Sunday, August 14, 2011

Hitting the Reset Button

Written by Karen
Potsdam, Germany
I think now, almost compulsively, about the future and wonder, how did I get to this place?  How did we both get to this point in our lives – at the peak of our careers, the height of our earning power and the collection of all that stuff that results from building our lives together – and willingly take this leap of faith into the unknown? To have the fearless courage to hit the reset button and have this concoction of emotions running amok with excitement about the future possibilities way out in front of fear, anxiety and doubt?
Zaanse Schans, Netherlands

We are really going to do this. We are going to walk away from our current lifestyle, rent out our home, leave our jobs, sell our excess stuff and take a gap year – or two - and explore our world and the opportunities that come with that exploration. We are going to actualize this dream of ours now, instead of waiting until sometime in the future when we are retired. Why? We are going to step out of our roles, long defined by black-and-white lines and learn to play with color outside the lines again. Why? Because we can. The bigger question to answer is, why not?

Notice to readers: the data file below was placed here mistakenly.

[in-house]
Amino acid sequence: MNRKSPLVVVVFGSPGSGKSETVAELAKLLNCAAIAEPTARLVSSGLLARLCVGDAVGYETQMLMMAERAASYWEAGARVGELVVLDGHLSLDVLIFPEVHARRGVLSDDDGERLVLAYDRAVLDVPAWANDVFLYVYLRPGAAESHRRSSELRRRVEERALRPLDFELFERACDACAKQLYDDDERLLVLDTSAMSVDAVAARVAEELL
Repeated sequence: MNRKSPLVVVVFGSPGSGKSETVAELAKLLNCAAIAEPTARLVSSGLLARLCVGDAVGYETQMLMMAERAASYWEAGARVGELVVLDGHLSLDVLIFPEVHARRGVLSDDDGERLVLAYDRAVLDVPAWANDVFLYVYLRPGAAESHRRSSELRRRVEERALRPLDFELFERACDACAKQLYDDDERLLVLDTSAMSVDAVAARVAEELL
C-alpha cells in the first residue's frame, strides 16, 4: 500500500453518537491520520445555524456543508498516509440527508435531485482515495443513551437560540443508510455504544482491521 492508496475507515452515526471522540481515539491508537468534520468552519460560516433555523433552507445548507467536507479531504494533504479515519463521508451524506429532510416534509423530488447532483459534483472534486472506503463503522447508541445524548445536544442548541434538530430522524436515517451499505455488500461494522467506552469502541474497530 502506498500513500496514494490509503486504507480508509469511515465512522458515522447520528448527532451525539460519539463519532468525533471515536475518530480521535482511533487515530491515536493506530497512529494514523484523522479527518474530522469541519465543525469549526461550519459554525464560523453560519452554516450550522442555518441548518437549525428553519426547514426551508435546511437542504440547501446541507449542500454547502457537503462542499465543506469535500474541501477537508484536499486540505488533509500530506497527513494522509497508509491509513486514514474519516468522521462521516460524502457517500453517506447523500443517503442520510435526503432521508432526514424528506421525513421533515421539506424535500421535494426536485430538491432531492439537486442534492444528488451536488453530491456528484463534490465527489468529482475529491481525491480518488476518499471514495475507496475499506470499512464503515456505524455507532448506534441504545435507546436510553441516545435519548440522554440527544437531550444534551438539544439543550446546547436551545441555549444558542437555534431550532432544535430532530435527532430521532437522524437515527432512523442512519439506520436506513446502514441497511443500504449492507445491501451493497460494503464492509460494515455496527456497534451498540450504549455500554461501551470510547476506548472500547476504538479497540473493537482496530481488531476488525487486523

Looking back over the past couple of years, the signs that have lead us to this decision point were always there, but when did I actually start paying attention?

Was it the constant focus on our future – saving, preparing, saying ‘one day’ and not taking time to live a balanced life in the here and now?  Was it when Adam’s genetic blueprint required him to have an unexpected quadruple heart bypass surgery at the young age of 50?  Was it the economic downturn when our retirement savings took a hit, along with everyone else’s who followed the rules of working hard and saving for your future? Was it the relentless drum beating of the news media falling over themselves to give us constant bad news, potential bad news, and, speculative bad news? The economy; the weak dollar; the housing crisis; executive bonuses; high and persistent unemployment numbers; too big to fail; the credit crisis; the debt ceiling; promises of cuts, reorganizations and longer work days; future taxes; all adding to the drip, drip, drip of uncertainty that digs a hole around us all.  Was it the growing recognition that all of this material accumulation was for what, exactly? 

Zaanse Schans, Netherlands
Maybe and perhaps a little. Those road signs did help me catalyze my thoughts into an answer to the question of why, and why now?  It seemed like all the economic indicators were aligning themselves properly to allow us to take a break; a sabbatical; a gap year.  Now, while we were still young enough to fully embrace the future and willing to implement the changes that were bound to occur.